What can the #2 pick of the NBA draft teach us about the growth mindset?
Victor Oladipo was the 2nd pick in the NBA draft last week. Until the week before, he probably was never told he could be taken that high in the draft and most likely, that's why it happened.
Oladipo went to DeMatha Catholic High School where I teach but I never had him in class. Everything I have heard and experienced about Victor though, shows he has a growth mindset.
A year ago there was no mention of Oladipo being one of the top picks in the draft. This was not a new scenario for him. He was not highly recruited out of DeMatha and choose to go to Indiana, a school with an incredible basketball reputation but coming off records of 6-25 and 10-21 the two prior seasons. He also did not make DeMatha's varsity team as a freshman but would sweep the floor after freshman practices to prepare the gym for the varsity team he did not make. As a junior on a varsity team full of future NCAA talent, he volunteered to come off the bench to give the seniors their opportunity to start.
Even now, doubters are saying that he does not deserve to be taken that high in the draft because part of his game is not good enough for the NBA. When asked by an interviewer what he would say to these doubters he didn't hesitate in his response. "I'd say 'Thank you. Thank you.'," responded Oladipo. "They motivate me to go out there and work harder."
Carol Dweck states in mindset that research shows that those with a fixed mindset, when faced with setbacks, tend to lay blame and find excuses. Those with the growth mindset take the setbacks as a challenge to work even harder to improve. Oladipo had plenty of chances for excuses along the way but turned them into opportunities to improve. He left college a year early but even that was not excuse to end school early, he got his degree in three years.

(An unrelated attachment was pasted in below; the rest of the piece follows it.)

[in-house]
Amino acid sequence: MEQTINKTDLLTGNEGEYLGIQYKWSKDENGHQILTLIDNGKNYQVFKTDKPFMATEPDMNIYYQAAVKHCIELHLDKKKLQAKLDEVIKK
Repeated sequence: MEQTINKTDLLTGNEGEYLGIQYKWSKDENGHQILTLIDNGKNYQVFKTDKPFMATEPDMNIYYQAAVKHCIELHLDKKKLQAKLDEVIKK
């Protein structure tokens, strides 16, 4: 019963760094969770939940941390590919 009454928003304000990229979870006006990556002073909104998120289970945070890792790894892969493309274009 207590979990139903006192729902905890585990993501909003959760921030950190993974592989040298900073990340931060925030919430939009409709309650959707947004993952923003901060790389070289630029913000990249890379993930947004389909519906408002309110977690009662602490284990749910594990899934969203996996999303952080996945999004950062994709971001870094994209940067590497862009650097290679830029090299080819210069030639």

About a month before the draft Oladipo was honored at a small ceremony at DeMatha. Coaches, teammates, classmates, family, and friends were there for him. After the ceremony most people gathered in the Alumni lounge for conversation and munchies. Oladipo went to the weight room and gym and worked out for 90 minutes.
In interview after interview, when asked what he planned to do after a particular moment of success, Oladipo often responded that he was going to work hard to get better. This seems to be the goal of the growth mindset - to get better. It is something that is in our control, whether it be athletics, academics, or the arts and it is in comparison to only one thing - ourself. The goal is simple: to improve.
Oftentimes we choose to ignore the hard work it takes for someone to reach a certain level of success. It gives us an excuse not to work as hard because their achievements were reached only because they had been "born special" in some way. Oladipo never assumed he was special and therefore, continually had a goal.
As a senior, when virtually no one was looking, I saw him stop to help a freshman who had dropped some of his books while rushing down the stairs to get to his next class. A little help and a few calming words and the freshman was hurriedly back on his way. He stated that he hoped by going to Indiana he could help bring it back to national prominence. This year, they were ranked #1 in the nation for part of the season. All five of the players who started ahead of him when he was a junior, play for a college team today.
If we make ourselves better then those around us can and often do get better. But these examples from Oladipo show that the growth mindset goes beyond improving ourselves to those around us in more than an inadvertent way.
In other words, does the growth mindset lead us to act in ways that purposefully help others? I'd like to think that it is a side-effect of a mentality that growth is possible, not just within ourselves, but everywhere.